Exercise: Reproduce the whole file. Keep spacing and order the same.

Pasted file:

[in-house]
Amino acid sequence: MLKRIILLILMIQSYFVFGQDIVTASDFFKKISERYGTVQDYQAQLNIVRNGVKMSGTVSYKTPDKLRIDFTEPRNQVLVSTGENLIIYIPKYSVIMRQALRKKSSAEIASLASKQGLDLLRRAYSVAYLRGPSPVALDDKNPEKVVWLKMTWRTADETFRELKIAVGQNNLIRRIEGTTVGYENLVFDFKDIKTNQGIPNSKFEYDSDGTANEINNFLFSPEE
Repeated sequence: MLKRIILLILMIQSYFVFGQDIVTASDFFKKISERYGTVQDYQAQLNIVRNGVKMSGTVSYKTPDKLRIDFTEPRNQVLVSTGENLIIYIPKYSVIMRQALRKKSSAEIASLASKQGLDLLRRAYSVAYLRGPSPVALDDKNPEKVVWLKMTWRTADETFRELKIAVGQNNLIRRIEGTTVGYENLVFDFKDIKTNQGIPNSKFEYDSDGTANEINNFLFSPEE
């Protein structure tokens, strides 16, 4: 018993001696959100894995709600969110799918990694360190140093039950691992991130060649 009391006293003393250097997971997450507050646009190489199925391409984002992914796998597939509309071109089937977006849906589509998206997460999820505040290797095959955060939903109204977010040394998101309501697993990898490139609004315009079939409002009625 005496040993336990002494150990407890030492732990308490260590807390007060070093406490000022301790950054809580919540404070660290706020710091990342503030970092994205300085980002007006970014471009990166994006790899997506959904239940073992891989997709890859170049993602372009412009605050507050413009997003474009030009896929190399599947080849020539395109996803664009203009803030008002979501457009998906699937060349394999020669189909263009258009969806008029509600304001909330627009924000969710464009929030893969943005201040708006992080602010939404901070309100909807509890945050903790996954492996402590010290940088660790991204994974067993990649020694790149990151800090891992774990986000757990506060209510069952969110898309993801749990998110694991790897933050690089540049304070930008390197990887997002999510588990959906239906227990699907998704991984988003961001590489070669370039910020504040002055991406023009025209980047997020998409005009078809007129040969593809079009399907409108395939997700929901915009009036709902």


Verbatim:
[in-house]
Amino acid sequence: MLKRIILLILMIQSYFVFGQDIVTASDFFKKISERYGTVQDYQAQLNIVRNGVKMSGTVSYKTPDKLRIDFTEPRNQVLVSTGENLIIYIPKYSVIMRQALRKKSSAEIASLASKQGLDLLRRAYSVAYLRGPSPVALDDKNPEKVVWLKMTWRTADETFRELKIAVGQNNLIRRIEGTTVGYENLVFDFKDIKTNQGIPNSKFEYDSDGTANEINNFLFSPEE
Repeated sequence: MLKRIILLILMIQSYFVFGQDIVTASDFFKKISERYGTVQDYQAQLNIVRNGVKMSGTVSYKTPDKLRIDFTEPRNQVLVSTGENLIIYIPKYSVIMRQALRKKSSAEIASLASKQGLDLLRRAYSVAYLRGPSPVALDDKNPEKVVWLKMTWRTADETFRELKIAVGQNNLIRRIEGTTVGYENLVFDFKDIKTNQGIPNSKFEYDSDGTANEINNFLFSPEE
């Protein structure tokens, strides 16, 4: 018993001696959100894995709600969110799918990694360190140093039950691992991130060649 009391006293003393250097997971997450507050646009190489199925391409984002992914796998597939509309071109089937977006849906589509998206997460999820505040290797095959955060939903109204977010040394998101309501697993990898490139609004315009079939409002009625 005496040993336990002494150990407890030492732990308490260590807390007060070093406490000022301790950054809580919540404070660290706020710091990342503030970092994205300085980002007006970014471009990166994006790899997506959904239940073992891989997709890859170049993602372009412009605050507050413009997003474009030009896929190399599947080849020539395109996803664009203009803030008002979501457009998906699937060349394999020669189909263009258009969806008029509600304001909330627009924000969710464009929030893969943005201040708006992080602010939404901070309100909807509890945050903790996954492996402590010290940088660790991204994974067993990649020694790149990151800090891992774990986000757990506060209510069952969110898309993801749990998110694991790897933050690089540049304070930008390197990887997002999510588990959906239906227990699907998704991984988003961001590489070669370039910020504040002055991406023009025209980047997020998409005009078809007129040969593809079009399907409108395939997700929901915009009036709902």